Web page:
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- NIBR notat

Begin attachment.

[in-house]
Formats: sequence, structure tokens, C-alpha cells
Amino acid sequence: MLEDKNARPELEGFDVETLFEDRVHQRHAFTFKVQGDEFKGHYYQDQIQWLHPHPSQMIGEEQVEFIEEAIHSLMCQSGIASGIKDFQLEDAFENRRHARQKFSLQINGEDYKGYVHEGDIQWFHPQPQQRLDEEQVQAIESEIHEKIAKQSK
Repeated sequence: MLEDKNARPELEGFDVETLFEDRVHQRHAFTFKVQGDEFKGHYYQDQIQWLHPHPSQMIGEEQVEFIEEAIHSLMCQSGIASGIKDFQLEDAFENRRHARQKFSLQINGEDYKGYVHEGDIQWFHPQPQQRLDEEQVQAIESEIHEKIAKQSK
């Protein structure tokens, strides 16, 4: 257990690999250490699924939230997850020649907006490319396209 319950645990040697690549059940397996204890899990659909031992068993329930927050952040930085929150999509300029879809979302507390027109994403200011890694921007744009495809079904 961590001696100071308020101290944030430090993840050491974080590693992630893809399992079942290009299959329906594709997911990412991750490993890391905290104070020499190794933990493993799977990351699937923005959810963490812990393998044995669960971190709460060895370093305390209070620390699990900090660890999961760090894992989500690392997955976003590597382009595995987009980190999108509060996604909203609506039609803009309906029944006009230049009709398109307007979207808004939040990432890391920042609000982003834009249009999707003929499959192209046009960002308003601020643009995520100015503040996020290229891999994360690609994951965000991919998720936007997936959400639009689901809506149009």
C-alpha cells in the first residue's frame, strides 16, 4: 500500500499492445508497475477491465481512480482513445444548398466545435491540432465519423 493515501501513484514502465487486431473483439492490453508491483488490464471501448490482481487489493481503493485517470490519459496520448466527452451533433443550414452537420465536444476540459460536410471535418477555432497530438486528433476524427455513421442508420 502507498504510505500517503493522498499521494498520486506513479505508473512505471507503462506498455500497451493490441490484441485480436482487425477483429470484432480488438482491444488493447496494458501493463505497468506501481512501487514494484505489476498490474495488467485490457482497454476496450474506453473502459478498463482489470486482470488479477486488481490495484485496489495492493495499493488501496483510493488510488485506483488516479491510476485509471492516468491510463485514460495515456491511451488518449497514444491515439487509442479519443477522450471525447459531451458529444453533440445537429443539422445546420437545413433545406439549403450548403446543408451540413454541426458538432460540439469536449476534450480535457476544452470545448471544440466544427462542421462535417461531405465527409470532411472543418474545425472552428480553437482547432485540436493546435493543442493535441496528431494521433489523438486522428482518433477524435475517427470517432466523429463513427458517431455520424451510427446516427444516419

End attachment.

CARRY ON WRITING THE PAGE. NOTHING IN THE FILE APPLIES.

This report concludes the PopAge project (Population ageing and long-term care: the family-welfare state balance revisited), financed by the Norwegian Research Council, and carried out in 2009–2011 at NOVA. Ageing of the population changes in a fundamental way the balance between generations in the family as well as in the welfare state. The primary objective of the project was to build new knowledge about the changing role of the family and the welfare state in current Norwegian long-term care systems, and to evaluate the risk for increasing social inequalities in response to population ageing. Secondary, more specific objectives were, to explore the needs, motivations and barriers for family care, to describe the character and consequences of different mixes of formal and informal care, and to inform policies that may support a fair distribution of public long-term care resources. The report is organised in four sections. Part I (Chapter 1) introduces the project and research questions, and describes basic perspectives, data and methodologies. Part II provides a macro perspective on long-term care in four chapters. Chapter 2 summarizes current knowledge about population ageing, including the assessment of health among future elders: Do we live longer in good health, or in poor health? So far, research indicates support for the dynamic equilibrium hypothesis, implying longer lives with disease. But care needs are postponed to a later – and shorter – period of late life. Chapter 3 describes the position of elders in the welfare state in general, and in long-term care in particular, and what is to be expected in the coming years. Estimates vary considerably; hence there is considerable uncertainty in projections. According to a medium alternative, total expenses (and employment) in long-term care is expected to double over the next forty years, but will yet stay within a limit of around four per cent of GDP. Chapter 4 outlines the development of long-term care services since the 1960s. Norway is among the countries with the most generous access to public services, but services have leveled off, and even declined the later years. De-institutionalization characterises care for younger clients, whereas institutional care (nursing homes) is still dominant in elder care. Services are mainly public, provided by local governments, but increasingly subject to a contracting out policy. Chapter 5 analyses local variations in long-term care, which is considerable between the 430 Norwegian municipalities, not only in volume, but also in profile of services. The smaller municipalities have in general the higher volume of services, partly because needs are larger, and partly because of more generous state subsidies. Part III includes four chapters with analyses of health, family networks, and care exchanges based in a large, nationally representative survey. Chapter 6 describes how family networks, and needs, vary over the life course, including the risk of being squeezed between obligations towards young children and old parents. Chapter 7 analyses help relationships – the role of families, and the welfare state for care of older (parents) and younger persons in need. The family and welfare state balance in elder care is estimated to around 50–50, but the welfare state (public services) dominates when nursing care is needed, primarily because elders with extensive needs sooner or later move into assisted housing or a nursing home. Chapter 8 describes the pathways to the nursing home via qualitative interview with the primary family carer of a number of elders who have recently been institutionalized. These pathways are quite different, gradual and acute, short-term and long-term, but common for all of them is a period in hospital prior to the nursing home. Norms and preferences for care are discussed in chapter 9. Norwegian attitudes about the role of families and the welfare state are compared to attitudes in other countries, indicating that family norms are less strict, and the belief in the welfare state more strong, in Norway than in countries further south and east on the European continent. Elder care is in Norway seen as a welfare state responsibility, but supplemented with family care. Other countries tend to leave the main responsibility with the family. The final Part IV adds comparative perspectives (Chapter 10), and concludes the report with a discussion about sustainable care (Chapter 11). The Nordic model is expensive, and need support from a trust in government and a willingness to pay taxes. The continental model is hard to reconcile with modern family life and equal opportunities for women and men. Population ageing indicates a need for larger investments in the welfare state, but moderately so in Norway compared to many other countries, where ageing is more radical and current services less available. There is likely a limit for what a country can spend on «social issues», but we are hardly there yet. A sustainable care system need both the family and the welfare state, but families can hardly shoulder more than today when populations get older. The solution lies therefore mainly in the welfare state, and is not primarily a question of resources, but of solidarity.Aldringen av befolkningen endrer balansen mellom generasjonene og forutsetningene for en bærekraftig omsorg. Rapporten kartlegger behov og omsorg over livsløpet, utviklingen av omsorgstjenestene, variasjonen mellom kommunene, idealer og realiteter i dagens situasjon og dilemmaer for årene framover. Rapporten avrunder prosjektet «Aldringen av befolkningen og ansvarsdelingen mellom familien og velferdsstaten», som ble finansiert av program for Helse- og omsorgstjenester ved Norges forskningsråd og gjennomført ved NOVA med bidrag fra Statistisk sentralbyrå. Flere datakilder og metoder er anvendt, dels surveydata fra de to store livsløpsundersøkelsene ved NOVA: NorLAG og LOGG, og dels registerdata fra Statistisk sentralbyrås databaser for kommunene (KOSTRA) og brukerne av omsorgstjenester (IPLOS), og supplert med kvalitative intervjuer.